Let's talk about transparency in the flower marketing world! As in many industries, marketing terms that are used by floral professionals are not regulated. It can be so misleading as a consumer to seek out and wade through all of these terms to figure out who is ACTUALLY selling local, sustainable flowers! Let's talk about some of the misleading terms I see the most: 🌸”Farm to vase" The companies using this term are still usually sourcing from farms 5,000 miles away. Yes, technically, they came from the farm to your vase. But it doesn’t mean they are sourcing from local farms. 🌸”Seasonal" There is no definition when it comes to the term "seasonal." Roses that are imported in February from Ecuador are technically seasonal--in Ecuador. 🌸"Farm fresh" The companies using this term like to have the word "farm" in the name to make customers feel good about their purchases, but the majority of the time, they are still purchasing imported, pesticide-covered flowers. 🌸”Natural" Just as in food, the term "natural" does not mean that the product is grown without toxic chemicals and pesticides. There is zero regulation on the use of the word "natural" in marketing. 🌸"We support farmers!" Technically, every company growing flowers is a flower farmer. This one is very misleading, as it implies that they are supporting local farmers. In reality, these are the same flowers that are being flown and trucked to your grocery store at an enormous environmental cost.
So, how do you ensure you're getting local flowers? 1️⃣Don't shop from online order aggregators (these are the big, nationwide guys). 2️⃣Buy flowers from someone you know--a local florist who you can call and talk to about wanting to buy locally grown flowers, or your local flower farmer 3️⃣Push companies who are using these terms on social media--ask them what they mean by "farm to vase," or "sustainable," or "farm fresh." The more we let these companies know that we want to support local, sustainable flowers, the more likely they are to listen!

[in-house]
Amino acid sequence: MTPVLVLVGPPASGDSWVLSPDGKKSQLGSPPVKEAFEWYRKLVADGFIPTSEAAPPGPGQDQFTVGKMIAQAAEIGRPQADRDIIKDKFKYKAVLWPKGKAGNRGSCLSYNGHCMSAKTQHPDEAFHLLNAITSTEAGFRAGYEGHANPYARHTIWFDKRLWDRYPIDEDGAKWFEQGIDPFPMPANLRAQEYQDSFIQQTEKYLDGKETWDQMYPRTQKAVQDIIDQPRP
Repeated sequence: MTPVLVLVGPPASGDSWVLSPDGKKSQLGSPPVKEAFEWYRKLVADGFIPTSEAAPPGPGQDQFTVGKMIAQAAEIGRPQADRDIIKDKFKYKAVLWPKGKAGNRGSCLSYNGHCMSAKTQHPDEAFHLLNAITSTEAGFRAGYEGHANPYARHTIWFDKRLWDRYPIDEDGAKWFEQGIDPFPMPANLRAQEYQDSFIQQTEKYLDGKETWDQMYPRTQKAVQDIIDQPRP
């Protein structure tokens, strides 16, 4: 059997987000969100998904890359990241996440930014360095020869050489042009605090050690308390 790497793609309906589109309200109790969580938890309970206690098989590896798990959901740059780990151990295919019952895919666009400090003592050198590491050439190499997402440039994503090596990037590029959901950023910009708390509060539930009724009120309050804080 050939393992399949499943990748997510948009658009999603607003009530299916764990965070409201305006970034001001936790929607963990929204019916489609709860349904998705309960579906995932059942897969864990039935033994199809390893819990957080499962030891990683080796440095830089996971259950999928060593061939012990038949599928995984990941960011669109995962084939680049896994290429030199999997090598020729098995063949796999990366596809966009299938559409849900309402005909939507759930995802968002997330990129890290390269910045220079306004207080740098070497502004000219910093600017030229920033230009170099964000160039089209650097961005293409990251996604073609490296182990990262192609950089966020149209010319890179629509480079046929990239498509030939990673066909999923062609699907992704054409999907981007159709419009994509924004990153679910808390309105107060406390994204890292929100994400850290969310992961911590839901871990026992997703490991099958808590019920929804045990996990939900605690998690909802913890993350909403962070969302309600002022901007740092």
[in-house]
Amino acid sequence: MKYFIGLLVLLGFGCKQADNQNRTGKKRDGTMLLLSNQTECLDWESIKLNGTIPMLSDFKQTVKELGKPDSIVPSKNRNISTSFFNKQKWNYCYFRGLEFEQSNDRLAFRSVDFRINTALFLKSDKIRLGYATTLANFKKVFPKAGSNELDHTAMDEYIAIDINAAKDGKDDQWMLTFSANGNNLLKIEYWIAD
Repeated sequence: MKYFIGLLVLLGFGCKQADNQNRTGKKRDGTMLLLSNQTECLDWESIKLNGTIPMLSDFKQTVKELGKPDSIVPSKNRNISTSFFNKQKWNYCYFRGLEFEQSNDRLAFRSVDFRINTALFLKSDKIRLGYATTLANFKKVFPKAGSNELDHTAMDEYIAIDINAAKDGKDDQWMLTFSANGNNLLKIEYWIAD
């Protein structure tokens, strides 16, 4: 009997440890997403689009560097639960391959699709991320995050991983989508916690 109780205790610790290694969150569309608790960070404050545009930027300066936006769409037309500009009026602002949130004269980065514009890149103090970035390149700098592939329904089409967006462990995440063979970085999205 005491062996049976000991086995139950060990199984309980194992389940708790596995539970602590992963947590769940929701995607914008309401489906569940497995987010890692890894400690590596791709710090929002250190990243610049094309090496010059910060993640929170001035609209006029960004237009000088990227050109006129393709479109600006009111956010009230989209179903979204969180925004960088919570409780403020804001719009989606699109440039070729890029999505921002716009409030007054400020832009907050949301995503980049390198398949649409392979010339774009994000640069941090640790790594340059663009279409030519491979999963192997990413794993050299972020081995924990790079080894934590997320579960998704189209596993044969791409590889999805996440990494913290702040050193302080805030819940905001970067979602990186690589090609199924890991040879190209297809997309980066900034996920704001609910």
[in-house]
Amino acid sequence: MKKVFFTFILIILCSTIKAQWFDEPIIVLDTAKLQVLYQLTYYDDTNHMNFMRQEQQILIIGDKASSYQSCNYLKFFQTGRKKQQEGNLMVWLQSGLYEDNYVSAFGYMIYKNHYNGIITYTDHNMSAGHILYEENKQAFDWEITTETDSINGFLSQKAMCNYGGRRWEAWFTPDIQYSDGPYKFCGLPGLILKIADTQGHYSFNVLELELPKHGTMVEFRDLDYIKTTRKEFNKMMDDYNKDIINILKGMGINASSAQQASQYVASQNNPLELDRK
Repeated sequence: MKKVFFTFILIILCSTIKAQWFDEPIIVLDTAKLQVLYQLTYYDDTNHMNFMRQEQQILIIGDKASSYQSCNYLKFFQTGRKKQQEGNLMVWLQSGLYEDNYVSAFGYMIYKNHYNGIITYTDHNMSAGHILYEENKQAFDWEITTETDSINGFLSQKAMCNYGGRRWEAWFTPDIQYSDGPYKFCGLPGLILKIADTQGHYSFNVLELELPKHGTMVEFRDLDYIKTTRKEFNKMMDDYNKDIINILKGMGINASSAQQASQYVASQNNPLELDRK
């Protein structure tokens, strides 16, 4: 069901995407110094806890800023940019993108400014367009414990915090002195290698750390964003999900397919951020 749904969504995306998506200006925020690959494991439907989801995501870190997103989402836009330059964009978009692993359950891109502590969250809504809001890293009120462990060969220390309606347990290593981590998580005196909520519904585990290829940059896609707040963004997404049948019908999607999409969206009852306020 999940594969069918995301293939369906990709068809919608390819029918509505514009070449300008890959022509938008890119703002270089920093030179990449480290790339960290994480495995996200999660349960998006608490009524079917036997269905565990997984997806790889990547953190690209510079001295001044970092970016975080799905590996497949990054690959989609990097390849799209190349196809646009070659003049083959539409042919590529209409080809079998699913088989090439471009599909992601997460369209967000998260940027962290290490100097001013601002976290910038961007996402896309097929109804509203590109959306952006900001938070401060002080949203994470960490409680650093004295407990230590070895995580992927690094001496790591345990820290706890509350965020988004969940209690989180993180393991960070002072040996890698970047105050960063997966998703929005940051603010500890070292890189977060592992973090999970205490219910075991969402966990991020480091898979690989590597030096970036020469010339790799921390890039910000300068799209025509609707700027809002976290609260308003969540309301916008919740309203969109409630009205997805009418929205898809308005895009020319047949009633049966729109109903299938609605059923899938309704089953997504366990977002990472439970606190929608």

What terms have you seen that you find misleading?
Hey, farmer/gardener/soil curator! Been looking for an inexpensive way to increase the level of beneficial microbes, slow release nitrogen and minerals? Have you heard of mesophyllic fertilizer? No? Neither had we, until we stumbled across this recipe...
Here's a shocking statistic: in the three weeks leading up to Valentine's Day, roughly 60 cargo planes per day take off from Columbia and Ecuador, full of pesticide-covered flowers. This herculean effort to meet the consumer demand of the holiday contributes to an incredible carbon emissions footprint, and the travel of your typical imported cut flower doesn't end at the airport:
You might have read our recent post about the excessive use of damaging pesticides in imported cut flowers, but of almost equal concern is fungicide usage. You see, Ecuador, where many of the roses sold in the US are grown, has high amounts of rainfall and the greenhouses where these flowers are grown are notorious for holding in humidity and creating fungus issues like Botrytis.